A scrapbook of stuff I'm reading / looking at / listening to / thinking about...
Posts tagged "poetry"
Aug 17, 2014
Child in the womb,
Or saint on a tomb —
Which way shall I lie
To fall asleep?
The keen moon stares
From the back of the sky,
The clouds are all home
Like driven sheep.
Bright drops of time,
One and two chime,
I turn and lie straight
With folded hands;
They choose this state,
And their minds are wiped calm
As sea-leveled sands.
So my thoughts are:
But sleep stays as far,
Till I crouch on one side
Like a foetus again —
For sleeping, like death,
Must be won without pride,
With a nod from nature,
And a lack of strain,
And a loss of stature.
Aug 05, 2014
Jul 23, 2014
He picked up a pebble
and threw it into the sea.
And another, and another.
He couldn’t stop.
He wasn’t trying to fill the sea.
He wasn’t trying to empty the beach.
He was just throwing…
Jul 18, 2014
It seems like many people think that if you drive yourself crazy, then you can write. I’m absolutely not interested in that. It made sense to me to be as whole and well as I could be, and as happy. I wanted to see what a fortunate life would produce. What writing would come out of a mind that didn’t try to torment itself? What did I have to know? What did I have to do rather than what can I torment and bend myself into doing? What was the fruit on that tree?
Everything has already been said and done. But, then, if this is so, why do we need more poems in the world? I once read a Jane Hirshfield interview where she said something quite wonderful. She essentially said we have to keep writing because it’s every generation’s job to put in the present vernacular poems that are called upon for rites of passage, such as poems read at weddings or funerals. I hadn’t thought of this before. Your ordinary citizen should be able to go to the library and find a poem written in the current vernacular, and the responsibility for every generation of writers is to make this possible. We must, then, rewrite everything that has ever been written in the current vernacular, which is really what the evolution of literature is all about. Nothing new gets said but the vernacular keeps changing.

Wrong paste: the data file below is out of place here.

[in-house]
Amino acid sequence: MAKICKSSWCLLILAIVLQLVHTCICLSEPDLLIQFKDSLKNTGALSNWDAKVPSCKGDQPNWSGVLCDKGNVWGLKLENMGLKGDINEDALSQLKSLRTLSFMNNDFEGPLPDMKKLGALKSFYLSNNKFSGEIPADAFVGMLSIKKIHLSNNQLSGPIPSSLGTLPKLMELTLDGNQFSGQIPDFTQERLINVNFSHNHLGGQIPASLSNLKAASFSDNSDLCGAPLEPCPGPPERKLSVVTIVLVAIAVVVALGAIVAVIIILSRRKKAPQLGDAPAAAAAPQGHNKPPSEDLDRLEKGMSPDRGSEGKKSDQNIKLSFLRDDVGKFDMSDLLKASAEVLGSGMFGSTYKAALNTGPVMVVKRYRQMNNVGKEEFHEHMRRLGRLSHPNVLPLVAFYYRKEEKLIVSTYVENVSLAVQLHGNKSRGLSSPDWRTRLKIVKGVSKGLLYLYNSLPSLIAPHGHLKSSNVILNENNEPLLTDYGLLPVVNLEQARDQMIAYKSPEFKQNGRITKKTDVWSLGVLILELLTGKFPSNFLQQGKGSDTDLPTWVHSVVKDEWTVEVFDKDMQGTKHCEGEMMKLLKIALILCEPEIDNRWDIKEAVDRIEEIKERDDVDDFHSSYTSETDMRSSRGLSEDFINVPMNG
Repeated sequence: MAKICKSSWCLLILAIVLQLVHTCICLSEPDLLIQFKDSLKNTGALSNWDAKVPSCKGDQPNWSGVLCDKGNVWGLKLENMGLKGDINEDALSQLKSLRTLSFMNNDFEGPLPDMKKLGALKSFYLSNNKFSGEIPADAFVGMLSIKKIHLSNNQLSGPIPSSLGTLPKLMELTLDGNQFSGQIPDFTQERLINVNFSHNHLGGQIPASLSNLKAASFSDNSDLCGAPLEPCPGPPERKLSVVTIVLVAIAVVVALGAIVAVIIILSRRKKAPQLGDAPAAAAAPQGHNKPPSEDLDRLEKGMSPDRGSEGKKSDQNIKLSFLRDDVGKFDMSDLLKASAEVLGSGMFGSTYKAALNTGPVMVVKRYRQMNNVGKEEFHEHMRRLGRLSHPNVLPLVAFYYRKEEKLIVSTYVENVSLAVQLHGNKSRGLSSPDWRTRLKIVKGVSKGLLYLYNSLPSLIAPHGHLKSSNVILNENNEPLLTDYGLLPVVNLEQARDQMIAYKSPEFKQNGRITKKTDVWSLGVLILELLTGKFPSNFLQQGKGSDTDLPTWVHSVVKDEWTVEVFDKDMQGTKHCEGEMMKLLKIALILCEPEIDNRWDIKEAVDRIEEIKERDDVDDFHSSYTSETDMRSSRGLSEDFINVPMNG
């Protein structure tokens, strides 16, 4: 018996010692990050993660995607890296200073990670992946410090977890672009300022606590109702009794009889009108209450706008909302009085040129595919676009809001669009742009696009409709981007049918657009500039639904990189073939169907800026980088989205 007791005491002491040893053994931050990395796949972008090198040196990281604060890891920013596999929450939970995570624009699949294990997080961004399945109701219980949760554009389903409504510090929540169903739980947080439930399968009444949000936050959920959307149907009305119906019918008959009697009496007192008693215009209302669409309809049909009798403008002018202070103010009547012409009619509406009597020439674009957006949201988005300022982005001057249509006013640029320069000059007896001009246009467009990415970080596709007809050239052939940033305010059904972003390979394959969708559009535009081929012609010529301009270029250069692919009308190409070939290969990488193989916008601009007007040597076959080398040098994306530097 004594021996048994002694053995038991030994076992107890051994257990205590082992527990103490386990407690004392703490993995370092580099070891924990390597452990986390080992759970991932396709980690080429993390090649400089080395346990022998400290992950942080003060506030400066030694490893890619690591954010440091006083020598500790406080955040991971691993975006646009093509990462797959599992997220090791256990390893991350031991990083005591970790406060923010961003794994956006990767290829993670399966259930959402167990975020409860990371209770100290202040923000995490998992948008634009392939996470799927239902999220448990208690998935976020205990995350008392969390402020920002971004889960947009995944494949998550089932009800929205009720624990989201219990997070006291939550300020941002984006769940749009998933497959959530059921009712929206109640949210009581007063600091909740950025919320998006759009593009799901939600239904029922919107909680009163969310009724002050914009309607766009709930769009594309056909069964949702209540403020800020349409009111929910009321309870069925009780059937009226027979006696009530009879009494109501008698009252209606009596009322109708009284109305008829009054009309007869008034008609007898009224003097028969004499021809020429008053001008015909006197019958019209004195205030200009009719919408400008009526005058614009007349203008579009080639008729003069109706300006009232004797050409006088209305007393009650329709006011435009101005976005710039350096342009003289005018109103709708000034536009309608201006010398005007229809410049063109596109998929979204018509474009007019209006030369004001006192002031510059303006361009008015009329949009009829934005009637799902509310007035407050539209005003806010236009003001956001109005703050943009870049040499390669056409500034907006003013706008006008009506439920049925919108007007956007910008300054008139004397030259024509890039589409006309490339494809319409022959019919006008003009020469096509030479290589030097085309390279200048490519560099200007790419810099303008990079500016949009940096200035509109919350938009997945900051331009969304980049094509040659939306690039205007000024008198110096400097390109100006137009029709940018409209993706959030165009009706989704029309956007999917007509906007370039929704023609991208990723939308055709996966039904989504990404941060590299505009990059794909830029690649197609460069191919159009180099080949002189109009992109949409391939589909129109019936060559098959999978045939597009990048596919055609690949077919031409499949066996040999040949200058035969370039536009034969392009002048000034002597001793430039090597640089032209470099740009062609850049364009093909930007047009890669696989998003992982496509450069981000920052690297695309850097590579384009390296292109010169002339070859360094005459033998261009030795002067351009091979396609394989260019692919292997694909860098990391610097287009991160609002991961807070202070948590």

Jun 11, 2014
Frank O’Hara and Laurence Ferlinghetti’s Lunch Poems correspondence
From The Paris Review:
the two poets hash out the details of the book’s publication: which poems to consider, their order, the dedication, and even the title. “Do you still like the title Lunch Poems?” O’Hara asks Ferlinghetti. “I wonder if it doesn’t sound too much like an echo of Reality Sandwiches or Meat Science Essays.” “What the hell,” Ferlinghetti replies, “so we’ll have to change the name of City Lights to Lunch Counter Press.”
These are so much fun to read. I love how he’s suggesting additions to the manuscript, and casually describes one of my favorite poems:
as “a little poem about Lana Turner collapsing at a party which I don’t have with me. I will ask a friend of mine to find and send [it to you]…”
Also the contract:
“I like the contract a lot and am very cheered by the movie clause — if Terry Southern gets interested tell him he doesn’t have to stick to the plot at all, just send green”
Link: Lunch Poems: The 50th Anniversary Edition
Jun 02, 2014
A woodcut by Russell Edson, from The Brain Kitchen (1965).
(It’s a shame that The Tunnel, the only readily available anthology of Edson’s oeuvre, doesn’t feature any of his woodcuts or drawings that appeared in the original collections; the visuals really do amplify the domestic nightmares and other absurdities found in his writings.)
I just learned of Edson’s work after reading Charles Simic’s remembrance. Here’s an appreciation in The Believer from 2004, and here’s one of his poems, “Let Us Consider.”.
A draft of Henri Cole’s “Free Dirt,” which originally appeared in The Paris Review issue 205 (Summer 2013). “In truth, I’m still slightly embarrassed to say, I am a poet. I’d rather say, I make poems.”
That’s some nice handwriting right there.
May 19, 2014
UP! up! my Friend, and quit your books…
Apr 29, 2014
I dig these “visual haikus” Montreal-based artist Ohara Hale made for Brain Pickings. They’re sort of like Kenneth Koch meets John Porcellino.
They also make me think of the cartoonist Seth’s proposition that Peanuts is a kind of visual haiku:
It seemed so clear that his four-panel setup was just like reading a haiku; it had a specific rhythm to how he set up the panels and the dialogue. Three beats: doot doot doot— followed by an infinitesimal pause, and then the final beat: doot. Anyone can recognize this when reading a Peanuts strip. These strips have that sameness of rhythm that haikus have— the haikus mostly ending with a nature reference separated off in the final line.
Filed under: comics
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